Debels H, Hamdi M, Abberton K, Morrison W. Dermal matrices and bioengineered skin substitutes: a critical review of current options. Plast Reconstr Surg Glob Open. 2015;3:e284.

  24. 24.

    Vitacolonna M, Mularczyk M, Herrle F, Schulze TJ, Haupt H, Oechsner M, et al. Effect on the tensile strength of human acellular dermis (Epiflex®) of in-vitro incubation simulating an open abdomen setting. BMC Surg BioMed Cent. 2014;14:7–7.

  25. 25.

    Verboket R, Leiblein M, Seebach C, Nau C, Janko M, Bellen M, et al. Autologous cell-based therapy for treatment of large bone defects: from bench to bedside. Eur J Trauma Emerg Surg. 2018;44:649–65.

  26. 26.

    Rössner E, Smith MD, Petschke B, Schmidt K, Vitacolonna M, Syring C, et al. Epiflex® a new decellularised human skin tissue transplant: manufacture and properties. Cell Tissue Bank. 2010;12:209–17.

  27. 27.

    Seebach C, Henrich D, Schaible A, Relja B, Jugold M, Bonig H, et al. Cell-based therapy by implanted human bone marrow-derived mononuclear cells improved bone healing of large bone defects in rats. Tissue Eng Part A. 2015;21:1565–78.

  28. 28.

    Seebach C, Henrich D, Kahling C, Wilhelm K, Tami AE, Alini M, et al. Endothelial progenitor cells and mesenchymal stem cells seeded onto beta-TCP granules enhance early vascularization and bone healing in a critical-sized bone defect in rats. Tissue Eng Part A. 2010;16:1961–70.

  29. 29.

    Henrich D, Seebach C, Nau C, Basan S, Relja B, Wilhelm K, Schaible A, Frank J, Barker J, Marzi I. Establishment and characterization of the Masquelet induced membrane technique in a rat femur critical-sized defect model. J Tissue Eng Regen Med. 2016;10(10):E382–E396396.[Epub 2013 Nov 8 PubMed PMID: 24668794].

  30. 30.

    Henrich D, Seebach C, Verboket R, Schaible A, Marzi I, Bönig H. The osteo-inductive activity of bone-marrow-derived mononuclear cells resides within the CD14+ population and is independent of the CD34+ population. Eur Cell Mater. 2018;35:165–77.

  31. 31.

    Garvey W, Fathi A, Bigelow F, Carpenter B, Jimenez C. Improved movat pentachrome stain. Stain Technol. 1986;61:60–2.

  32. 32.

    Seebach C, Henrich D, Schaible A, Relja B, Jugold M, Bonig H, et al. Cell-based therapy by implanted human bone marrow-derived mononuclear cells improved bone healing of large bone defects in rats. Tissue Eng Part A. 2015;21:1565–78.

  33. 33.

    Raven TF, Moghaddam A, Ermisch C, Westhauser F, Heller R, Bruckner T, et al. Use of Masquelet technique in treatment of septic and atrophic fracture nonunion. Injury. 2019;50(Suppl 3):40–54.

  34. 34.

    Mathieu L, Bilichtin E, Durand M, de l'Escalopier N, Murison JC, Collombet J-M, et al. Masquelet technique for open tibia fractures in a military setting. Eur J Trauma Emerg Surg. 2019;45:346–7.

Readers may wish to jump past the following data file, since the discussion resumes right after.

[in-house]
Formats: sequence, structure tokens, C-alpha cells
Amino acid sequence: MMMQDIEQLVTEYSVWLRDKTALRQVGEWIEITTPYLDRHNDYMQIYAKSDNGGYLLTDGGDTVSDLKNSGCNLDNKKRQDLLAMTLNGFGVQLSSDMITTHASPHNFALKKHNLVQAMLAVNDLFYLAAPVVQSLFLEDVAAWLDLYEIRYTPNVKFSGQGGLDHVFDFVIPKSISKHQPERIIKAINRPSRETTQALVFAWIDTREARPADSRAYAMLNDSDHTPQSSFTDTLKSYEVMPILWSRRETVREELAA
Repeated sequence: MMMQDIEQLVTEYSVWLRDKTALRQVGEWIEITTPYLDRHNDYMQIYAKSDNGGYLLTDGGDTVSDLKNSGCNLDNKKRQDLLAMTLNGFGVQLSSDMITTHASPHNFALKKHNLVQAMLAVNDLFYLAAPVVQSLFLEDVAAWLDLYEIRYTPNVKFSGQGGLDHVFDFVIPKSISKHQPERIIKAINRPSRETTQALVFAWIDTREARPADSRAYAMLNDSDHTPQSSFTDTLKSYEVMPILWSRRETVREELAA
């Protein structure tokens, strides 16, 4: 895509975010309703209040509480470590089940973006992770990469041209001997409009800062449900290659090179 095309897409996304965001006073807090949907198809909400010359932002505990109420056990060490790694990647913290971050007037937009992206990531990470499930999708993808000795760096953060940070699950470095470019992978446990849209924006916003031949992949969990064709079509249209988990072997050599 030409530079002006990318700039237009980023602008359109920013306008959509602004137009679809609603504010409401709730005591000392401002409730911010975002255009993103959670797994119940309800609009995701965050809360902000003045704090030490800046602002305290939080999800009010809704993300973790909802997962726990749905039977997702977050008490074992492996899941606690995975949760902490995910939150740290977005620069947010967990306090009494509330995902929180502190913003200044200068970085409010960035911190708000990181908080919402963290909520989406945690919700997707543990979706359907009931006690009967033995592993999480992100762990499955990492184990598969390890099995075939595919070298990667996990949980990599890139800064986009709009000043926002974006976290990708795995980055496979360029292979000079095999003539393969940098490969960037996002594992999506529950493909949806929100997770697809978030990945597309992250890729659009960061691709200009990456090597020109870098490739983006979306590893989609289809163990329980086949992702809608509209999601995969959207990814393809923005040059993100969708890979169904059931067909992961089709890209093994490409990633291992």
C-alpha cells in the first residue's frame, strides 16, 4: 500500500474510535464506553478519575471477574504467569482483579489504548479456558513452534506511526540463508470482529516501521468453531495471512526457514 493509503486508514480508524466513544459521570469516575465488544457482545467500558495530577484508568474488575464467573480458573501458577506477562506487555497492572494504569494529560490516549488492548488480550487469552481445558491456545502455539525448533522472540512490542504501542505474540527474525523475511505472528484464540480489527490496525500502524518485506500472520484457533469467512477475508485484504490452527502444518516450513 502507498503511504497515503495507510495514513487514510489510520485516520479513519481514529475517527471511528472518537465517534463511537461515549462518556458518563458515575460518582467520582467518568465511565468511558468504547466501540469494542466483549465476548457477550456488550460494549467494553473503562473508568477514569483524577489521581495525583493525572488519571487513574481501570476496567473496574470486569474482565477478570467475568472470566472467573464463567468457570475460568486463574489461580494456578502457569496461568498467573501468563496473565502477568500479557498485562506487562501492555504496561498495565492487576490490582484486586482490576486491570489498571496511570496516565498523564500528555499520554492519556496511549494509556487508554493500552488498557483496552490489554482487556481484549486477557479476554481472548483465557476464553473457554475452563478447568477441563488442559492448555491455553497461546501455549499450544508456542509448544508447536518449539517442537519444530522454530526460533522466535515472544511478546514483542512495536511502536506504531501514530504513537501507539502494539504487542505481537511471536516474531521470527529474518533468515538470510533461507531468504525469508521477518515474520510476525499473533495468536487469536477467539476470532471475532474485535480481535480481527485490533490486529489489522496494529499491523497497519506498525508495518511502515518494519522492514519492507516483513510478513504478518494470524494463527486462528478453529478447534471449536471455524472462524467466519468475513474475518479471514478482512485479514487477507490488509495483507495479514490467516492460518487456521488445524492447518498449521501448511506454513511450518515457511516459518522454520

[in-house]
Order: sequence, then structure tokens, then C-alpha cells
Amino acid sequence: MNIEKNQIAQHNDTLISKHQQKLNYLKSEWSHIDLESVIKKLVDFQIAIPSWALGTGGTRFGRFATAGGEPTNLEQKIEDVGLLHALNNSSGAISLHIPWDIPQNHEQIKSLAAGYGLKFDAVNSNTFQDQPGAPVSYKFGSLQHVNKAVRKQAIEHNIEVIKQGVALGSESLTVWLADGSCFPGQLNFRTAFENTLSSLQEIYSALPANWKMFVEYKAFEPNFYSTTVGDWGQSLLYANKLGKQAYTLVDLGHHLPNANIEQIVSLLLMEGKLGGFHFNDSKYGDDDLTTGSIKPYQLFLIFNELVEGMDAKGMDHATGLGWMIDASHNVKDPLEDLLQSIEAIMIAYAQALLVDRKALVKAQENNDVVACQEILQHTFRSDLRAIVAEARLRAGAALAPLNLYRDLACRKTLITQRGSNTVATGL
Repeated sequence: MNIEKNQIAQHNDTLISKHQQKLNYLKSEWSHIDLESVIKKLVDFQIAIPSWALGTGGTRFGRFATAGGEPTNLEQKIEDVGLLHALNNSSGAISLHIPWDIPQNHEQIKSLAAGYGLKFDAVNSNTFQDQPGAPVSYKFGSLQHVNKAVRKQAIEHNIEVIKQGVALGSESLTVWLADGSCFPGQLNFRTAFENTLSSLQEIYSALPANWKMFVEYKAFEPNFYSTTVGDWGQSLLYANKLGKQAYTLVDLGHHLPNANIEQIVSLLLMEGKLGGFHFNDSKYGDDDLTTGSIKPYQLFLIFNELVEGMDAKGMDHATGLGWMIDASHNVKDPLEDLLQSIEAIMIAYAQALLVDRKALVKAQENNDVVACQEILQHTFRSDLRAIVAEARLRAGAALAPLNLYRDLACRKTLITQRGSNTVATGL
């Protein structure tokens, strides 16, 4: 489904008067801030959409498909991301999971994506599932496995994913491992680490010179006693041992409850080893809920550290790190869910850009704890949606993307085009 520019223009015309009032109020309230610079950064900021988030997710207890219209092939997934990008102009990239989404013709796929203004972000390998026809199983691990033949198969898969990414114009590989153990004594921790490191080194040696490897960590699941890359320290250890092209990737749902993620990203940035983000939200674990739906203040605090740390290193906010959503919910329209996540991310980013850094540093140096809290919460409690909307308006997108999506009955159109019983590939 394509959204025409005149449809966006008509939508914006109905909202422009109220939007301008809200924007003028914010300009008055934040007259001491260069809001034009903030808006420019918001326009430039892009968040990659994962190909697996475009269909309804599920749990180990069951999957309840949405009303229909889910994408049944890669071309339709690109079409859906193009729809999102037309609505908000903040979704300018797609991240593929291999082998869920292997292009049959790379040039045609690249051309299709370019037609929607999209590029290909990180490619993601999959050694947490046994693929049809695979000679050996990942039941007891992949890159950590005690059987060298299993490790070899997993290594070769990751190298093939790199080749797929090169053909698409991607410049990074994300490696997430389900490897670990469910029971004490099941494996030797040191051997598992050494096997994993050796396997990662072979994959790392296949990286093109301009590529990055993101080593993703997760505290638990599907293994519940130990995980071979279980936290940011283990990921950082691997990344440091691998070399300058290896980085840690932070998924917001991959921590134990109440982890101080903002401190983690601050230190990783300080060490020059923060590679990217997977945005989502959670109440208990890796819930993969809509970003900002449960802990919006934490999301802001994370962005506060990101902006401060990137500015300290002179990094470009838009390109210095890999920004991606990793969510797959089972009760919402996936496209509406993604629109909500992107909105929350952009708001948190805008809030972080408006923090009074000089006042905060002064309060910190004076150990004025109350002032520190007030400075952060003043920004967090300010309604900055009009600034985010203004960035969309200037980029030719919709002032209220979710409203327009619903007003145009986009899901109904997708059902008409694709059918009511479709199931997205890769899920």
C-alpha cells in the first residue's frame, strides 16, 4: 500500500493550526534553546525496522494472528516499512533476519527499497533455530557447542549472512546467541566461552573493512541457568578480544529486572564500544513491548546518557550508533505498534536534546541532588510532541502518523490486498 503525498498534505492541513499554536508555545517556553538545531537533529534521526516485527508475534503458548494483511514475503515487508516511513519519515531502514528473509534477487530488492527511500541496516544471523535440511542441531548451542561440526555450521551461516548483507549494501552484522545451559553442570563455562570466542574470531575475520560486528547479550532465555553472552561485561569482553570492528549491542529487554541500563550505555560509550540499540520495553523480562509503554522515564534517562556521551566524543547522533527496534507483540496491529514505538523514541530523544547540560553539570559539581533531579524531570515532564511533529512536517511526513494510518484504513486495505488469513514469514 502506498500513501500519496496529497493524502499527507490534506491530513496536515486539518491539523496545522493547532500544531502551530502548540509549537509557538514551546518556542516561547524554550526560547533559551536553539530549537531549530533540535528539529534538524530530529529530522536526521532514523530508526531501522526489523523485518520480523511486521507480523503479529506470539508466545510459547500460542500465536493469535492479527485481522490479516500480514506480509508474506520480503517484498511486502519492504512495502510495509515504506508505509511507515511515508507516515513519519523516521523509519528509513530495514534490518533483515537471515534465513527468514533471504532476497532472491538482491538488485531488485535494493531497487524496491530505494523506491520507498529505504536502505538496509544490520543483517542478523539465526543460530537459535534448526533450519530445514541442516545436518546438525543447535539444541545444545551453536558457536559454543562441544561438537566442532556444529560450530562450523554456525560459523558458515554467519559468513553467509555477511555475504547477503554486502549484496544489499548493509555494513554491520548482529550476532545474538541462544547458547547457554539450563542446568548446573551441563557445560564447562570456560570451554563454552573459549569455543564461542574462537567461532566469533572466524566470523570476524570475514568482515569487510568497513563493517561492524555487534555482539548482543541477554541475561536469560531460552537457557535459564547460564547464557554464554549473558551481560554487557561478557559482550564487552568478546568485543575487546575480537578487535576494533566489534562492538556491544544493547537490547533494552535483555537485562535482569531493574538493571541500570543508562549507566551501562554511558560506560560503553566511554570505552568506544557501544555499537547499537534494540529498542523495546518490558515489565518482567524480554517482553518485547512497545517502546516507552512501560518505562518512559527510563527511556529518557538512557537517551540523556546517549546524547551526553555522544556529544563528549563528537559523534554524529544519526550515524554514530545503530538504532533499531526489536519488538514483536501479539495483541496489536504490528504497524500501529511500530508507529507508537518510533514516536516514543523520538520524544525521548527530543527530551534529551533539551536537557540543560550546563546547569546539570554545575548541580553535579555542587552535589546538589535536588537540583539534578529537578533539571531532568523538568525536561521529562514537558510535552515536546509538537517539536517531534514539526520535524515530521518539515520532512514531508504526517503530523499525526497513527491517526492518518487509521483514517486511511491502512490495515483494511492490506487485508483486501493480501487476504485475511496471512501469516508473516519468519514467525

35. 35.

    Gagyi SM, Toth Z, Kim D, Ip V, Evans E, Watson JT, et al. Altering spacer material affects bone regeneration in the Masquelet technique in a rat femoral defect. J Orthop Res. 2018;36:2228–38.

  36. 36.

    Liu K, Wang Y, Sun Y, Qi X, Tian L, Zhao Y, et al. Masquelet technique combined with artificial dermis for the treatment of bone and soft tissue defects in rabbits. Zhongguo Xiu Fu Chong Jian Wai Zhi. 2019;33:578–85.

  37. 37.

    Vitacolonna M, Belharazem D, Hohenberger P, Roessner ED. In-vivo quantification of the revascularization of a human acellular dermis seeded with EPCs and MSCs in co-culture with fibroblasts and pericytes in the dorsal chamber model in pre-irradiated tissue. Cell Tissue Bank. 2016;18:27–43.

  38. 38.

    Aaboe M, Pinholt EM, Hjorting-Hansen E. Healing of experimentally created defects: a review. Br J Oral Maxillofac Surg. 1995;33:312–8.

Download references


Open Access funding provided by Projekt DEAL.


AO-Germany Research fellowship 2017 (Maximilian Leiblein), DIZG, Berlin, Germany and German Institute for Cell and Tissue Replacement.

Author information

Correspondence to René Danilo Verboket.

Ethics declarations

Conflict of interest

The authors declare that they have no conflict of interest.

Ethical approval

All applicable international, national, and/or institutional guidelines for the care and use of animals were followed. The animal experiments were performed in accordance with the regulations set forth by our institution’s animal care and oversight committee (Project no. FK/1075; Regierungspräsidium, Darmstadt, Germany) in accordance with German law.

Rights and permissions

Open Access This article is licensed under a Creative Commons Attribution 4.0 International License, which permits use, sharing, adaptation, distribution and reproduction in any medium or format, as long as you give appropriate credit to the original author(s) and the source, provide a link to the Creative Commons licence, and indicate if changes were made. The images or other third party material in this article are included in the article's Creative Commons licence, unless indicated otherwise in a credit line to the material. If material is not included in the article's Creative Commons licence and your intended use is not permitted by statutory regulation or exceeds the permitted use, you will need to obtain permission directly from the copyright holder. To view a copy of this licence, visit

Reprints and Permissions

About this article

Verify currency and authenticity via CrossMark

Cite this article

Verboket, R.D., Leiblein, M., Janko, M. et al. From two stages to one: acceleration of the induced membrane (Masquelet) technique using human acellular dermis for the treatment of non-infectious large bone defects. Eur J Trauma Emerg Surg (2020).

Download citation


  • Induced membrane technique
  • Masquelet technique
  • Acellular dermis